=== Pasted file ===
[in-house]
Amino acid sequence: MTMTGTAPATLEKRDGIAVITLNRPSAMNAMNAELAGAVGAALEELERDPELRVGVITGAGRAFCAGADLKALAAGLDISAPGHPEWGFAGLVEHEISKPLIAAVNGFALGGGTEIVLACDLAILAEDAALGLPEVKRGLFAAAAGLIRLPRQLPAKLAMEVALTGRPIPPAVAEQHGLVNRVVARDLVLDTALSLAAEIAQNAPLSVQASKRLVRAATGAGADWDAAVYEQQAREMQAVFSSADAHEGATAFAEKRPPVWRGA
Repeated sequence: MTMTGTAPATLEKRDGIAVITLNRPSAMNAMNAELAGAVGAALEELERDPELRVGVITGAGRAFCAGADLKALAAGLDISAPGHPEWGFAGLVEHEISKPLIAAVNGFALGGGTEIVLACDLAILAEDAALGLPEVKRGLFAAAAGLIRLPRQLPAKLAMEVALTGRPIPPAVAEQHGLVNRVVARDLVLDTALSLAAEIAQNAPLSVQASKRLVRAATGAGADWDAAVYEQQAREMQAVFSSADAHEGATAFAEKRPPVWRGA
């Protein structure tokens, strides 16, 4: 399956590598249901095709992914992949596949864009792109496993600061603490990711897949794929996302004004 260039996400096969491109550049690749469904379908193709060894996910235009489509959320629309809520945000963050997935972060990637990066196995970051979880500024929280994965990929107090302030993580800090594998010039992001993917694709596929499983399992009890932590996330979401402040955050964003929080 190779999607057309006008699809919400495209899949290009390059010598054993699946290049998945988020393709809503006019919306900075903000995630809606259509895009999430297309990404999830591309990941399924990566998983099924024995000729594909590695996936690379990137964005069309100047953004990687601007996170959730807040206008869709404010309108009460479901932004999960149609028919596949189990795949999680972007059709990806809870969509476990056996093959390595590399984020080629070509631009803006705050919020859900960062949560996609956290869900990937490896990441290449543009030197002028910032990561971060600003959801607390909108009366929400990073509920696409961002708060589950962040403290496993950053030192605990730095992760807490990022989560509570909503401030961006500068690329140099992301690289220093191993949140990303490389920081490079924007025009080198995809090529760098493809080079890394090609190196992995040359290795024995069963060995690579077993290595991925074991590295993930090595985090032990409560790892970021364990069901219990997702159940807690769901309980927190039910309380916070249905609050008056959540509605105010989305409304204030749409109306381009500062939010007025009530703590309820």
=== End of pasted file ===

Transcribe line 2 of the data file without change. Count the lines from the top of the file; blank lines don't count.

Amino acid sequence: MTMTGTAPATLEKRDGIAVITLNRPSAMNAMNAELAGAVGAALEELERDPELRVGVITGAGRAFCAGADLKALAAGLDISAPGHPEWGFAGLVEHEISKPLIAAVNGFALGGGTEIVLACDLAILAEDAALGLPEVKRGLFAAAAGLIRLPRQLPAKLAMEVALTGRPIPPAVAEQHGLVNRVVARDLVLDTALSLAAEIAQNAPLSVQASKRLVRAATGAGADWDAAVYEQQAREMQAVFSSADAHEGATAFAEKRPPVWRGA